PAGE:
Brazilian poultry industry outlook positive for 2018
Brazilian poultry producers can look forward to stronger demand for their products from home and international markets this year.
2018 should prove to be a positive year for the Brazilian poultry industry, in contrast to last year, which saw the “worst image crisis in the sector’s history”.
Read the entire report about the Brazilian poultry industry exclusively in the March issue of Poultry International.
Few in the sector will have been sad to say goodbye to 2017 with its Weak Flesh scandal, and consequent hit to chicken meat sales at home and from customers in international markets.
2018, however, would appear to offer much more promise to Brazil’s poultry sector, with hygiene concerns now over, an upturn in the home economy and a strong economic outlook globally.
On the back of this turnaround, the Brazilian Association of Animal Protein (ABPA) forecasts that chicken meat production this year will be 2-4 percent higher than 2017’s 13.1 million tons, but it also notes that there remain several concerns looming on the horizon.
Demand from the home market is expected to increase this year as consumers increasingly feel the effects of an improving economy.
Eight quarters of economic contraction came to end in late 2017, as the Brazilian economy returned to expansion, and forecasts indicate that this growth will strengthen as 2018 progresses. Inflation and unemployment are falling, suggesting that local consumers will feel richer.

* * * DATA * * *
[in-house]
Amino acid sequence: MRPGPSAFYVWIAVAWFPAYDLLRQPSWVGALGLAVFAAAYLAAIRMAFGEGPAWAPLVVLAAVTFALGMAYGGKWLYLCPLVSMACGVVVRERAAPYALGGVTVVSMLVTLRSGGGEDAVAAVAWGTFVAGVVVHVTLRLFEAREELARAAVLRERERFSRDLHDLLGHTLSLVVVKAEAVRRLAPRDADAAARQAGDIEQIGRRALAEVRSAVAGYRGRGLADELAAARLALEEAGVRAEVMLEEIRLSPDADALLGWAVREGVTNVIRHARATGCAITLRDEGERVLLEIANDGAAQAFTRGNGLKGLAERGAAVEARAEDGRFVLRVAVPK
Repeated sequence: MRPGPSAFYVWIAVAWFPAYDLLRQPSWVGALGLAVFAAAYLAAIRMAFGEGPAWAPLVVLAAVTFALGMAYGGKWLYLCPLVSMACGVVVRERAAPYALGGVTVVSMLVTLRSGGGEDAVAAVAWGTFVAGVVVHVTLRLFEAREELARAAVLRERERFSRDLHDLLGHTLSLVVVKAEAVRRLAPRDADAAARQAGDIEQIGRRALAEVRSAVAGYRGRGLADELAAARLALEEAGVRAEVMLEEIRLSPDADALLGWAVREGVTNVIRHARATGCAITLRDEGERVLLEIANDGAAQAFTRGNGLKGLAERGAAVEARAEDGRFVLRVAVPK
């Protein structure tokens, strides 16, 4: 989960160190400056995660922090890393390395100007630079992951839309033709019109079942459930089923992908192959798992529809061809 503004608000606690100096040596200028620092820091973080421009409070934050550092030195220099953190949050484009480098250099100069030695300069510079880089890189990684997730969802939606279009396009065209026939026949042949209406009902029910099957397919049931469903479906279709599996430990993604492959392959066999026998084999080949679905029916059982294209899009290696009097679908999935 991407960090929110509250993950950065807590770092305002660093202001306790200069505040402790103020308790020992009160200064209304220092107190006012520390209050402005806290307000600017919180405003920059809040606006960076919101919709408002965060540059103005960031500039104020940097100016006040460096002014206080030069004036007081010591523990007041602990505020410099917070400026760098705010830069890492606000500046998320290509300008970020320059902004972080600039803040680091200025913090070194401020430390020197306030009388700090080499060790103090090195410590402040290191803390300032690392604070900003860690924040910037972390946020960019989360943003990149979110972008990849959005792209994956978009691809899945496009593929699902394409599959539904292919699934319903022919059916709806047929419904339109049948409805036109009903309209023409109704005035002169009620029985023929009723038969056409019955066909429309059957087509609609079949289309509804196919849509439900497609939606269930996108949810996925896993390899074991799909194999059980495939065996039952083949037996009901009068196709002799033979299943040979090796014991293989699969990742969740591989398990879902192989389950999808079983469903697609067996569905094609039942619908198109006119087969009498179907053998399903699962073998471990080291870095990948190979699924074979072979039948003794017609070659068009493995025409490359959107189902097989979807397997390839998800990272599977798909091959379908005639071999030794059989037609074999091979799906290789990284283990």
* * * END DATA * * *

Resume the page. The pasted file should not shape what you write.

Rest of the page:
Where inputs are concerned, the industry benefited from relatively stable feed costs throughout 2017, and this stability is expected to continue during the year ahead.
While the Brazilian economy may be improving, there remains a degree of political uncertainty, with general elections due to be held in the third quarter of the year.
The Brazilian chicken industry sells approximately one-third of its production into export markets, and demand for product from overseas should be stronger this year. ABPA believes Brazilian chicken meat exports will end 2018 1-3 percent higher than 2017’s 4.32 million tons, and potentially reaching a new record high.